My mom likes to tell the story of how, when I was a toddler and we lived in France, she would buy a baguette at the market and I would pull it out of the shopping bag and eat a good third of it before we even made it it home. I think the point of this story might be to show that as a child I was a bit of a pig. (I like to point out that this probably could have been avoided had I been strapped into a carseat, or at least wearing a seat belt.) Apparently I’ve always loved French bread. Which can be a little tough to reconcile with my belief in the benefits of eating a healthy diet and especially whole grains.
Of course I am a huge advocate of eating whole grains, and especially of feeding them to your children. There is a ton of evidence that whole grains (whole wheat pasta and bread, unprocessed oats, brown rice, etc.) are much better for you than their processed (and usually white) counterparts. In fact, one recent study even links whole grain fiber to longer life, claiming eating it lowers your risk of dying from respiratory and infectious diseases — as well as heart disease — and by as much as 50%.
While I mostly avoid refined, white flour — and for years successfully hid from my kids the fact that white bread existed — I do think there is a place in a healthy, balanced diet for the occasional baguette. Okay, maybe more than occasional. Okay, I buy one several times a week. The food lover (and unabashed Francophile) in me just can’t quite give up the crunchy and chewy deliciousness of French bread. And while I know they’re generally made from white flour (I’ve tried many whole wheat versions by the way, and they just don’t cut it.), I can still defend eating baguettes because in my book, eating something real is always going to be better than eating something processed.
Besides, baguettes are very useful. They make great after-school snacks topped with peanut butter or sliced turkey. I’ll often leave one sitting out on the counter while I’m making dinner, and the kids will occasionally come and tear off hunks, which keeps them from whining about how hungry they are. And if dinner isn’t coming together, I can always make a perfectly satisfying meal of soup and salad and a couple slices of French bread. French people eat baguettes with jam or butter for breakfast almost every day, and aren’t we all supposed to want to emulate French people? Don’t get me wrong, I don’t advocate forsaking whole wheat toast or steel cut oats for French bread every day, but once in a while, it’s a fine breakfast option.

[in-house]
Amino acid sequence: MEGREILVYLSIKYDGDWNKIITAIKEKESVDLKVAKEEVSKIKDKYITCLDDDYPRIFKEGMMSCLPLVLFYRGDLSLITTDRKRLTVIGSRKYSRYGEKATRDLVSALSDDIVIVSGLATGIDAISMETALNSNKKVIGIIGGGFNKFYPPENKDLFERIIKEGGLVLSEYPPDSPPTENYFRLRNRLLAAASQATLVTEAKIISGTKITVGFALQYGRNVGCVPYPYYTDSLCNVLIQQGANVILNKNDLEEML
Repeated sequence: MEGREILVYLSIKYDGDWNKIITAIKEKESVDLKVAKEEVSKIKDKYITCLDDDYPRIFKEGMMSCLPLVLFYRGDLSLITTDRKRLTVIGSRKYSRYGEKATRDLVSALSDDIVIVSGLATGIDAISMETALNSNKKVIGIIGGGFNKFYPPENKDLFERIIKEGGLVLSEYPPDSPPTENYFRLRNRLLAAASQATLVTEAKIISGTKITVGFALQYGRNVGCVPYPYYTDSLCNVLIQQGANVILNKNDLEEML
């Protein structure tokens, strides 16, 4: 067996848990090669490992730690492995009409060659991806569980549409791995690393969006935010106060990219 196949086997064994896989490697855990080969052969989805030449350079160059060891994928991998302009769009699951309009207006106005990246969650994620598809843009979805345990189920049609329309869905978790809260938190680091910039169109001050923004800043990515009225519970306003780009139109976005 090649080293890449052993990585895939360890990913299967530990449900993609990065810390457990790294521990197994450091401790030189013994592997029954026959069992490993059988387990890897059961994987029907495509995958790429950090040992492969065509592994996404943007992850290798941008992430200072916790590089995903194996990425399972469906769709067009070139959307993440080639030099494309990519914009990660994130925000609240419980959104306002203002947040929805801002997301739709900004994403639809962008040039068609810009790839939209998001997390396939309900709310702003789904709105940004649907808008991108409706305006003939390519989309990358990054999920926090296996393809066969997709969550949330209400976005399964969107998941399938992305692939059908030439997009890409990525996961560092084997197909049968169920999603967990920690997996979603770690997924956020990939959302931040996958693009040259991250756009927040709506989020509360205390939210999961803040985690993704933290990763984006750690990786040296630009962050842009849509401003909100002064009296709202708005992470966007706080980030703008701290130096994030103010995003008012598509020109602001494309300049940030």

Have I mentioned that my kids love French bread? I let them have it for breakfast on Fridays — okay and sometimes Mondays. My recommendation is, unless you’re gluten intolerant or trying to lose weight, don’t be afraid of the occasional baguette. If you buy one and it doesn’t get eaten within a day (highly unlikely), just slice it and put it in the freezer in a plastic bag. You can use the slices for toast, croutons, or of course this killer roasted chicken. You don’t even need to let it thaw before putting under the broiler.
I do have one caveat though: French baguettes should be made from four ingredients: flour, water, yeast, and salt. If you pick up a loaf in the grocery store and it contains other, possibly unpronounceable, stuff in it, then it’s not the real thing and definitely not worth the — refined, white — calories.